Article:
The State of Wedding Finances
Wedding are a big celebration, and rightfully so, but they also cost a pretty penny.
In fact, 86 percent of Americans feel that the average wedding ($30,000 in 2015) is too expensive according to a recent report by COUNTRY Financial.
The engagement itself can also prove to be a big expense and while diamonds are forever, couples don’t want to break the bank on a ring. Almost 3 out of 4 women surveyed (73 percent) said that they would be willing to accept a used engagement ring. Men were a little less willing to propose with a used ring. Just over half (54 percent) would pop the question with a used ring, but only if it costs half as much as an identical new ring.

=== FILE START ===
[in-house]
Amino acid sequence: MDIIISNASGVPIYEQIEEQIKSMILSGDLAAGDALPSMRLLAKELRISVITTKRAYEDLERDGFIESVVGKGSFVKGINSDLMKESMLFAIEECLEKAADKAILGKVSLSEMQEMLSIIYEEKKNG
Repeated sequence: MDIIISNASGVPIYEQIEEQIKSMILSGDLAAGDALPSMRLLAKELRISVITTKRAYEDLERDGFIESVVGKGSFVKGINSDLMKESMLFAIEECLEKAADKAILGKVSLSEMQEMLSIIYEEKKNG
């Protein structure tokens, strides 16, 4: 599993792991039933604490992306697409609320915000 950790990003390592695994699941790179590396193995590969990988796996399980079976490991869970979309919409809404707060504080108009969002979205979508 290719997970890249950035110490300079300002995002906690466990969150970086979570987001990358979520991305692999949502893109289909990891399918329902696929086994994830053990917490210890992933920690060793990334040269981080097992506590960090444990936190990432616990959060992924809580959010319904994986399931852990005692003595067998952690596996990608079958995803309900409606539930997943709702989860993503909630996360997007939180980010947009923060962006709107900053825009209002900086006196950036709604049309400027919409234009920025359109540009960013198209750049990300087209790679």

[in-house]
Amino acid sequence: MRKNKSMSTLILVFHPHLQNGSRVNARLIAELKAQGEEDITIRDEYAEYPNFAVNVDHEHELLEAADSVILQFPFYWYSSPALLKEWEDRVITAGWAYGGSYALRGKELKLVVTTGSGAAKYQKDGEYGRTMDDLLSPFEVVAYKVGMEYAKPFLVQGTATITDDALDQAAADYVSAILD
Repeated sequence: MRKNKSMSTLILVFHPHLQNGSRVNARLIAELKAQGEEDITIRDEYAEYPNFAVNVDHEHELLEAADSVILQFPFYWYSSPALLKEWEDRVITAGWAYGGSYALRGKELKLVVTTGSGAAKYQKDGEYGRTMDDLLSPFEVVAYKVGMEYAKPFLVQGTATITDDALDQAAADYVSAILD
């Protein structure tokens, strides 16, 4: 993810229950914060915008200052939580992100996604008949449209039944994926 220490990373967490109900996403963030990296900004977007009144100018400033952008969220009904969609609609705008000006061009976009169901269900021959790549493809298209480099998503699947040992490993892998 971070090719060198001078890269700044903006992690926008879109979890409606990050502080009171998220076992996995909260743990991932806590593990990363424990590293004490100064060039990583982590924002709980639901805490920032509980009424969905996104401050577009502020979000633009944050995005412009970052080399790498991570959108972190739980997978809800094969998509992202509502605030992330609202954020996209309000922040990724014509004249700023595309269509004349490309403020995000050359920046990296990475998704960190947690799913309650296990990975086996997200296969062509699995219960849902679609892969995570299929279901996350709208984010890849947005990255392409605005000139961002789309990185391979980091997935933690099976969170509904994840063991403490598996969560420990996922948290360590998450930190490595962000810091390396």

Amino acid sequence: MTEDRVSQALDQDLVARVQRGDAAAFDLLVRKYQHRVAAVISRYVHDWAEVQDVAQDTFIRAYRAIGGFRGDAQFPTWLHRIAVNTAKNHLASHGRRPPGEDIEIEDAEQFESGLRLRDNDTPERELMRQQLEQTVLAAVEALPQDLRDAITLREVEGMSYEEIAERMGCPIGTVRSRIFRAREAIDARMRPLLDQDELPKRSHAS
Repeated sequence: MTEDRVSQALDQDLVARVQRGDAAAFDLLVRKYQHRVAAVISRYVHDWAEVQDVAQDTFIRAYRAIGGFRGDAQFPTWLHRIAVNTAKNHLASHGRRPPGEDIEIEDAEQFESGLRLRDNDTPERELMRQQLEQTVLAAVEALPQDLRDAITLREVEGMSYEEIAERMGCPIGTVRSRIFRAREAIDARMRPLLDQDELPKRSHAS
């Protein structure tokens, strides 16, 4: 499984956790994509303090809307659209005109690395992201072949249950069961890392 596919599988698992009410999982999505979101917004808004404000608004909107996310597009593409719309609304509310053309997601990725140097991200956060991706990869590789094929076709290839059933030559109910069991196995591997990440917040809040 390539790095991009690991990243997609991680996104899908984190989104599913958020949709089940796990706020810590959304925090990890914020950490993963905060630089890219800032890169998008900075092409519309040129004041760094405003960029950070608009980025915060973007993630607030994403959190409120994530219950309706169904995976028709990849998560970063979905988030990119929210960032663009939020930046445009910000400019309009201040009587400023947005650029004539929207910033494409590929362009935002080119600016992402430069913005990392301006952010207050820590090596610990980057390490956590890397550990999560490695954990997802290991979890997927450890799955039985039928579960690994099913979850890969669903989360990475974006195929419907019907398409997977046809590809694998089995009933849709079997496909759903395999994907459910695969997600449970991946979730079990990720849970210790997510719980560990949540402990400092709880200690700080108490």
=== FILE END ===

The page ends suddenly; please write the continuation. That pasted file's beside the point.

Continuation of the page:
And don’t believe that three-months salary rule. Twenty-eight percent said that one month’s take home pay was acceptable while only four percent said spending more than three month’s take home pay was acceptable.
With the costs of weddings so high, many Americans feel that wedding costs should be a shared burden. Fifty-one percent of respondents believe that the cost should be split between the couple and their parents. Only 11 percent went the traditional route stating that the bride’s parents are responsible for funding the nuptials. Nearly six in 10 Americans surveyed also said that a dream wedding isn’t worth racking up serious debt, no matter who is paying.
Though it’s easy to get caught up in the excitement and fervor of an engagement, one of the best ways to avoid runaway wedding costs is by planning ahead.
“Start saving as soon as you know a wedding is in the future,” said Troy Frerichs, director of wealth management at COUNTRY Financial, in a statement. “Establishing a wedding fund will allow you to effectively budget, avoid taking on significant debts and could ensure your other financial obligations don’t get off track.”